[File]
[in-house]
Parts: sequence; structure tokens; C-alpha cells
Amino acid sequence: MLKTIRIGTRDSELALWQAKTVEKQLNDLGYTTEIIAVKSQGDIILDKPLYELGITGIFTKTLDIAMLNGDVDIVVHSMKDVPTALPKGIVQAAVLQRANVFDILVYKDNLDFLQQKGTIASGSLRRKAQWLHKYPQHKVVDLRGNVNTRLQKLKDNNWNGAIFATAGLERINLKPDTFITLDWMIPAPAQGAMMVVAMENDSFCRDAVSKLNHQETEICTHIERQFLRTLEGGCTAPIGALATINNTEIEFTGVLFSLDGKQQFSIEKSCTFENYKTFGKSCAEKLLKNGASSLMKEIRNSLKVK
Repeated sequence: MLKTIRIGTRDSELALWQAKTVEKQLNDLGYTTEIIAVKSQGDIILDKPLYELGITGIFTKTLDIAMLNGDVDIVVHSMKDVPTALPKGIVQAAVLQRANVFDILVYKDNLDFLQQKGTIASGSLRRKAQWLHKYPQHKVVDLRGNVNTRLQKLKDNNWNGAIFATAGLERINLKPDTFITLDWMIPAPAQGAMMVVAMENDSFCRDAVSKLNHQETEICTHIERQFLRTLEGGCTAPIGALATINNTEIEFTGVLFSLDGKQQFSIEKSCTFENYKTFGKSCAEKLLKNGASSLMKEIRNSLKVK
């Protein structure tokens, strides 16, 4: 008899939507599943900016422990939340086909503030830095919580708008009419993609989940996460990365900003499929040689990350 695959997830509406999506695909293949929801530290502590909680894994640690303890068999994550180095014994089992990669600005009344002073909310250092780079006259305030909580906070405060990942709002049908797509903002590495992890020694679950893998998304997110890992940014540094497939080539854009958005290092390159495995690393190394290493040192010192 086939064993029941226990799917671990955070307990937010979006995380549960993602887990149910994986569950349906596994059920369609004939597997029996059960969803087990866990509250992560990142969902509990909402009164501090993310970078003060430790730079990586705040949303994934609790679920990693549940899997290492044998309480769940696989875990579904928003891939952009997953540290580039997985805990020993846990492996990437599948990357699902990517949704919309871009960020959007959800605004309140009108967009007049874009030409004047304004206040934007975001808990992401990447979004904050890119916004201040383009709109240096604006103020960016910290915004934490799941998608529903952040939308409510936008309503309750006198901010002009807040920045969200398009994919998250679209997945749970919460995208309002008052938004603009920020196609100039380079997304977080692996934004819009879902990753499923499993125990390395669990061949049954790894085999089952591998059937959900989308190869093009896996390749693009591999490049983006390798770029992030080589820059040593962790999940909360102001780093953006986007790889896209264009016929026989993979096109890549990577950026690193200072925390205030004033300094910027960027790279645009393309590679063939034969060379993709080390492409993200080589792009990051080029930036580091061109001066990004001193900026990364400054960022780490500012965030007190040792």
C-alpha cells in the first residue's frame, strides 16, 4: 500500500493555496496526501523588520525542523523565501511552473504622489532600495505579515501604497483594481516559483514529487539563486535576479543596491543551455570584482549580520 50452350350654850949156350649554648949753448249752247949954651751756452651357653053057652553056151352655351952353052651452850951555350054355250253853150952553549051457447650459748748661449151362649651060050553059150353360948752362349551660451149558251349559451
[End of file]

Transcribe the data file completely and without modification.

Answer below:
[in-house]
Parts: sequence; structure tokens; C-alpha cells
Amino acid sequence: MLKTIRIGTRDSELALWQAKTVEKQLNDLGYTTEIIAVKSQGDIILDKPLYELGITGIFTKTLDIAMLNGDVDIVVHSMKDVPTALPKGIVQAAVLQRANVFDILVYKDNLDFLQQKGTIASGSLRRKAQWLHKYPQHKVVDLRGNVNTRLQKLKDNNWNGAIFATAGLERINLKPDTFITLDWMIPAPAQGAMMVVAMENDSFCRDAVSKLNHQETEICTHIERQFLRTLEGGCTAPIGALATINNTEIEFTGVLFSLDGKQQFSIEKSCTFENYKTFGKSCAEKLLKNGASSLMKEIRNSLKVK
Repeated sequence: MLKTIRIGTRDSELALWQAKTVEKQLNDLGYTTEIIAVKSQGDIILDKPLYELGITGIFTKTLDIAMLNGDVDIVVHSMKDVPTALPKGIVQAAVLQRANVFDILVYKDNLDFLQQKGTIASGSLRRKAQWLHKYPQHKVVDLRGNVNTRLQKLKDNNWNGAIFATAGLERINLKPDTFITLDWMIPAPAQGAMMVVAMENDSFCRDAVSKLNHQETEICTHIERQFLRTLEGGCTAPIGALATINNTEIEFTGVLFSLDGKQQFSIEKSCTFENYKTFGKSCAEKLLKNGASSLMKEIRNSLKVK
């Protein structure tokens, strides 16, 4: 008899939507599943900016422990939340086909503030830095919580708008009419993609989940996460990365900003499929040689990350 695959997830509406999506695909293949929801530290502590909680894994640690303890068999994550180095014994089992990669600005009344002073909310250092780079006259305030909580906070405060990942709002049908797509903002590495992890020694679950893998998304997110890992940014540094497939080539854009958005290092390159495995690393190394290493040192010192 086939064993029941226990799917671990955070307990937010979006995380549960993602887990149910994986569950349906596994059920369609004939597997029996059960969803087990866990509250992560990142969902509990909402009164501090993310970078003060430790730079990586705040949303994934609790679920990693549940899997290492044998309480769940696989875990579904928003891939952009997953540290580039997985805990020993846990492996990437599948990357699902990517949704919309871009960020959007959800605004309140009108967009007049874009030409004047304004206040934007975001808990992401990447979004904050890119916004201040383009709109240096604006103020960016910290915004934490799941998608529903952040939308409510936008309503309750006198901010002009807040920045969200398009994919998250679209997945749970919460995208309002008052938004603009920020196609100039380079997304977080692996934004819009879902990753499923499993125990390395669990061949049954790894085999089952591998059937959900989308190869093009896996390749693009591999490049983006390798770029992030080589820059040593962790999940909360102001780093953006986007790889896209264009016929026989993979096109890549990577950026690193200072925390205030004033300094910027960027790279645009393309590679063939034969060379993709080390492409993200080589792009990051080029930036580091061109001066990004001193900026990364400054960022780490500012965030007190040792």
C-alpha cells in the first residue's frame, strides 16, 4: 500500500493555496496526501523588520525542523523565501511552473504622489532600495505579515501604497483594481516559483514529487539563486535576479543596491543551455570584482549580520 50452350350654850949156350649554648949753448249752247949954651751756452651357653053057652553056151352655351952353052651452850951555350054355250253853150952553549051457447650459748748661449151362649651060050553059150353360948752362349551660451149558251349559451